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  • Shaw and Some Contemporaries
  • J. P. Wearing (bio)
Stanley Weintraub . Who's Afraid of Bernard Shaw? Some Personalities in Shaw's Plays. Gainesville: University Press of Florida, 2011. xv, 223 pages. $74.95.

The final essay on Virginia Woolf in this collection gives rise to the book's title and is also an allusive nod to Edward Albee's 1962 play, whose key phrase, Martha's "Truth and illusion, George; you don't know the difference" (Act 3), is all the more ironic because George is a history professor. Allusions and sources are central concerns of Stanley Weintraub's book that also raises the ancillary consideration of how dramatists generate their ideas. Are they like Autolycus, that "snapper-up of unconsidered trifles"? Do they simply follow popular theatrical trends or perhaps view themselves as furthering a particular movement such as, say, expressionism, absurdism, or whatever? Martin Meisel's Shaw and the Nineteenth-Century Theater (1963) provided one extensive answer about where Shaw turned for his ideas. Now Weintraub applies his vast knowledge of Shaw (and much else) to demonstrating how Shaw, the historian, converted various historical and contemporary figures into theatrical illusions. Moreover, Weintraub enlarges on some literary influences on Shaw and on Shaw's own influence on two dramatists.

Beginning appropriately enough with God, the first essay discusses Shaw's "Passion Play" fragment and Shaw's emphasis on Judas's influence on Jesus, a realist/idealist relationship that recurred in later plays. Weintraub points out direct biblical allusions and influences, and draws parallels between Jesus and his mother and Shaw and his mother. Religion is important too in Caesar and Cleopatra, which Weintraub shows to be thoroughly Victorian in its content: "We are in 48 B.C., in mid-Victorian England," a Bible-familiar England that found Egypt appealing through cheap color lithographs, such [End Page 175] as Israel in Egypt (1867), by the painter Edward Poynter (26). Shaw was also deliberate in his attempt "to lure established players for box-office reasons," such as the highly popular Johnston Forbes-Robertson, who indeed became the Caesar of both the New York and London premieres. In passing, Weintraub notes Shaw's use of the metatheatrical technique of making an audience aware of itself, while acknowledging Shakespeare's earlier use of the device in, for example, Henry V.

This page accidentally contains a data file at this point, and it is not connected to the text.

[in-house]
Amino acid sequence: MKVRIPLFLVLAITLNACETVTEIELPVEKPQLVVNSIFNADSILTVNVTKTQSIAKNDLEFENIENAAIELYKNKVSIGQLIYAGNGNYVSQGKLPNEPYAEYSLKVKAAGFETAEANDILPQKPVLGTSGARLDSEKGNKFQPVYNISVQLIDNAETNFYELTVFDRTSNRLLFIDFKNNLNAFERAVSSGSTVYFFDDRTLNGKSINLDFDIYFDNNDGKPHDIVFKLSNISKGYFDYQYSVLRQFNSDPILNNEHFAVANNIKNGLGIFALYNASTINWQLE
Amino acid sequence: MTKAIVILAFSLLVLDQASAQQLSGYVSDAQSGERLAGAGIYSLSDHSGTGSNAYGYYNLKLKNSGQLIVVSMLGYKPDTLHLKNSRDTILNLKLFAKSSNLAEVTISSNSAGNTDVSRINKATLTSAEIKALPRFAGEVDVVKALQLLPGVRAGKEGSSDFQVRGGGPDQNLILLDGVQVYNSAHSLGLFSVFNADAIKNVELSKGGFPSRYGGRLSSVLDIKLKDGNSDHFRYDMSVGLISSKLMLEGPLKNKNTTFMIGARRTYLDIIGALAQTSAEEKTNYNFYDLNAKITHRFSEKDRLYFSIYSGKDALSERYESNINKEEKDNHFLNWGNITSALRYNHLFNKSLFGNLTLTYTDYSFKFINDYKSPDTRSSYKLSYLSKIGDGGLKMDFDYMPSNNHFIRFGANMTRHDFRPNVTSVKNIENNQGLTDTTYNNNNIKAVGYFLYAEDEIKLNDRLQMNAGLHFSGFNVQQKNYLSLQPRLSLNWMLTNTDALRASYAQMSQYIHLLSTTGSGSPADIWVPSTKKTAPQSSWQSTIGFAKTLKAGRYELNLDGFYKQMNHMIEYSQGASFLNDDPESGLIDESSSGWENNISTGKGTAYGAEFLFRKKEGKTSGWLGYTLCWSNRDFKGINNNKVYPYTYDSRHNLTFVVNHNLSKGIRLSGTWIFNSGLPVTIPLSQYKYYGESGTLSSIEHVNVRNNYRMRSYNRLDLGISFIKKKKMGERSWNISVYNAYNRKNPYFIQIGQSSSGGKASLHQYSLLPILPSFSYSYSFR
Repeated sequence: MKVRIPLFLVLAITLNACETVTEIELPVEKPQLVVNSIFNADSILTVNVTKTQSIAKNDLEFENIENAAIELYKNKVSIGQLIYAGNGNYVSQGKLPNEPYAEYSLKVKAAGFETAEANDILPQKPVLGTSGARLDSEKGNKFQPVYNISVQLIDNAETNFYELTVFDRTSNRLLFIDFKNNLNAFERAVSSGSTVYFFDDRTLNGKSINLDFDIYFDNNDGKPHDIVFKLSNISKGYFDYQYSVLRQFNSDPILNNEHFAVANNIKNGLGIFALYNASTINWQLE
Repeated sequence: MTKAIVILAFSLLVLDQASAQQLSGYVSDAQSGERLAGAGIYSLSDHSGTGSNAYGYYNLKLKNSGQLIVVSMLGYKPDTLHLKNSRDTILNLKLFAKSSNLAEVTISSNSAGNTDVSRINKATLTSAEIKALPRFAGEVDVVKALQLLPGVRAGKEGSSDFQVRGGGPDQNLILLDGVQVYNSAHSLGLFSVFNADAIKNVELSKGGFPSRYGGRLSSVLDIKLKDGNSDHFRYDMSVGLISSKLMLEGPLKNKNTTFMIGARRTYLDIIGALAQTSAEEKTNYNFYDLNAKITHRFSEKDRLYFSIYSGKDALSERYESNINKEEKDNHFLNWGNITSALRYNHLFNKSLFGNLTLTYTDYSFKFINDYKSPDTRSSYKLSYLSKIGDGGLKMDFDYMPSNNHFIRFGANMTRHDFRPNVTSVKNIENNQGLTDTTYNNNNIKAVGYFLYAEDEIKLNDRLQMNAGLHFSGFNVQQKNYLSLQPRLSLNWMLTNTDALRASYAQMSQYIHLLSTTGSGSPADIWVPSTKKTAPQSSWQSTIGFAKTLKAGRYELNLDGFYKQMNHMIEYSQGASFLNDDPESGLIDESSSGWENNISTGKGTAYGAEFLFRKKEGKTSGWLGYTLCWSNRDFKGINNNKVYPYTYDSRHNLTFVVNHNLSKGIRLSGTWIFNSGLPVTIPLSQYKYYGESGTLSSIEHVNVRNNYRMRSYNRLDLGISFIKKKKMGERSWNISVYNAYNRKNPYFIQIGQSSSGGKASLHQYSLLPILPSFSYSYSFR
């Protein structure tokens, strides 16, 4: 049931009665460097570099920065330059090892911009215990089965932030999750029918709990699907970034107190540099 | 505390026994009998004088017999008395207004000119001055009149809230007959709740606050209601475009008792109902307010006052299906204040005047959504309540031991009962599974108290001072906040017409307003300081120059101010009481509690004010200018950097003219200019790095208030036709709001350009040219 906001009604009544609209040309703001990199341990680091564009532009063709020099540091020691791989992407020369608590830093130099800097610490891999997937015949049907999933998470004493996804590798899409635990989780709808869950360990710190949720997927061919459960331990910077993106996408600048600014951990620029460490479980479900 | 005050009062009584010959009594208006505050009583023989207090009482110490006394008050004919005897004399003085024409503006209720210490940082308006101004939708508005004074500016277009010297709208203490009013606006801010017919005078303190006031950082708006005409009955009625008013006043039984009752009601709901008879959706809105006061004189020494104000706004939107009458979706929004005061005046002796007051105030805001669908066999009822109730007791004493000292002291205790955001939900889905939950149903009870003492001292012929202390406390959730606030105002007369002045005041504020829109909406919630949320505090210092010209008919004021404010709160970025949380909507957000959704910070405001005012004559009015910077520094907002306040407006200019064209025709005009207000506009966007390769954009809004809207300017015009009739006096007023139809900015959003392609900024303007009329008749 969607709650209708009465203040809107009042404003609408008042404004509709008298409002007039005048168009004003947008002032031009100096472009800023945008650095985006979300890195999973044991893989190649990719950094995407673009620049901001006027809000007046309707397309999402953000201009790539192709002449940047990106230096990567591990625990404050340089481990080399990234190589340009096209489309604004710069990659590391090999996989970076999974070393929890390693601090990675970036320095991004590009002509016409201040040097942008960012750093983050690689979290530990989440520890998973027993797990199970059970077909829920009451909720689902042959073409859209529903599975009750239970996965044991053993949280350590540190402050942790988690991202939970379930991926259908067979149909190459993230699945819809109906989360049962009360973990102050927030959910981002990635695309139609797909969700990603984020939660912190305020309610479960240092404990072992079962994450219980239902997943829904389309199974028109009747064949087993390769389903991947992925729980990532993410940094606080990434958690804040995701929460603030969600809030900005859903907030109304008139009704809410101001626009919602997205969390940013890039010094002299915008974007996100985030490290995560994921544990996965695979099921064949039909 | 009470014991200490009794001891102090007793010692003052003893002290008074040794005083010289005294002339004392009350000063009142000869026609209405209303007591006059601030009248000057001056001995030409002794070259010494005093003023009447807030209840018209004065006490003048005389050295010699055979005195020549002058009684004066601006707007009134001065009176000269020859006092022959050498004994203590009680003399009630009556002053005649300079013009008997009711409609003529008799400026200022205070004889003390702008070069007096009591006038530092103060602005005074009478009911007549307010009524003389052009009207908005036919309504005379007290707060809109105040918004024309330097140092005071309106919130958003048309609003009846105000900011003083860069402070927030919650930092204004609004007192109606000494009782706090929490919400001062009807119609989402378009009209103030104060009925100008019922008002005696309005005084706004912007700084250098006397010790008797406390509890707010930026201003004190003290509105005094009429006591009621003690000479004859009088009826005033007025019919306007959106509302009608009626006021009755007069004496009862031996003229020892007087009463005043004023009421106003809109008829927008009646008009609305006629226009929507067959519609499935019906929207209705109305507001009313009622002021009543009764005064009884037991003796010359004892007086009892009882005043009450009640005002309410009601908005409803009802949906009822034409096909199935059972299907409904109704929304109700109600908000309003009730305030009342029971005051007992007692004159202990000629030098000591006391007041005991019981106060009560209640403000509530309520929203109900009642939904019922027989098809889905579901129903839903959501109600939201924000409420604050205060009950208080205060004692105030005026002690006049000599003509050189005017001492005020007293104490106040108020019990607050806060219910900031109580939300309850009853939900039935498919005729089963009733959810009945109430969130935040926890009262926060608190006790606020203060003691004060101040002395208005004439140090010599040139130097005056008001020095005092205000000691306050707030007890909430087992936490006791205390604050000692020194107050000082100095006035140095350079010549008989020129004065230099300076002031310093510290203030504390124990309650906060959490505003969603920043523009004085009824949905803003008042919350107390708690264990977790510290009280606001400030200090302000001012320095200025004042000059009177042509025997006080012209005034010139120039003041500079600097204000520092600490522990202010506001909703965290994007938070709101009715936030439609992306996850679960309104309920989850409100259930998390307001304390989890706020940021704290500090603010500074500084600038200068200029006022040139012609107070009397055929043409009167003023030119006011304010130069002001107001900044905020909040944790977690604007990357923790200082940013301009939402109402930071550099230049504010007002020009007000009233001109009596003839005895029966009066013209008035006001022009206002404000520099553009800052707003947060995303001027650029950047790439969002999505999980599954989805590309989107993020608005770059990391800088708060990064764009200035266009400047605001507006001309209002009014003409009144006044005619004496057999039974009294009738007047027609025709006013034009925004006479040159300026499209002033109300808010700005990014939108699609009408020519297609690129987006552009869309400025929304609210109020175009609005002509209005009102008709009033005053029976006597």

Shaw was more blatant in borrowing from Schiller's Die Räuber for the "Don Juan in Hell" episode, and from Albany de Fonblanque's biography of General Burgoyne, the latter in an unused 1930 film script for The Devil's Disciple. In the script, Shaw introduces George III's secretary for America, Lord George Germain. More political personalities are dealt with in the "Disraeli in Shaw" essay; indeed, Disraeli emerges as almost omnipresent, being alluded to in The Apple Cart, On the Rocks, Caesar and Cleopatra, The Man of Destiny, Captain Brassbound's Conversion, You Never Can Tell, Man and Superman, and Major Barbara. Additionally, Weintraub credits the last line of Arms and the Man to Disraeli, although this seems to me less persuasive because it appears the line was not spoken in the first production, and subsequently Shaw kept revising the line.

Contemporary personalities occupy the remaining 150 pages, the first being the Zulu chief Cetewayo, who visited London in 1882. Shaw incorporated him into Cashel Byron's Profession, and Cetewayo made another appearance in the second scene of The Admirable Bashville. Shaw's love of music emerges in his relationship with Edward Elgar, a somewhat curious acquaintanceship since Elgar was a Tory. Much of the relationship seems incidental, however, although Weintraub does connect Elgar to Back to Methuselah and The Simpleton of the Unexpected Isles. Lady Colin Campbell could not have been more dissimilar to Elgar, as the details of her scandalous life and divorce reveal. On Shaw's recommendation, she took over his art column for the Star in 1889, and Weintraub reveals her influence on the composition of The Philanderer. That there was something of her in Ann Whitefield is a stretch, as Weintraub admits. The artist Kathleen Scott is treated to a short biography in which Shaw plays but a tangential role. However, Weintraub finds traces of...


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pp. 175-177
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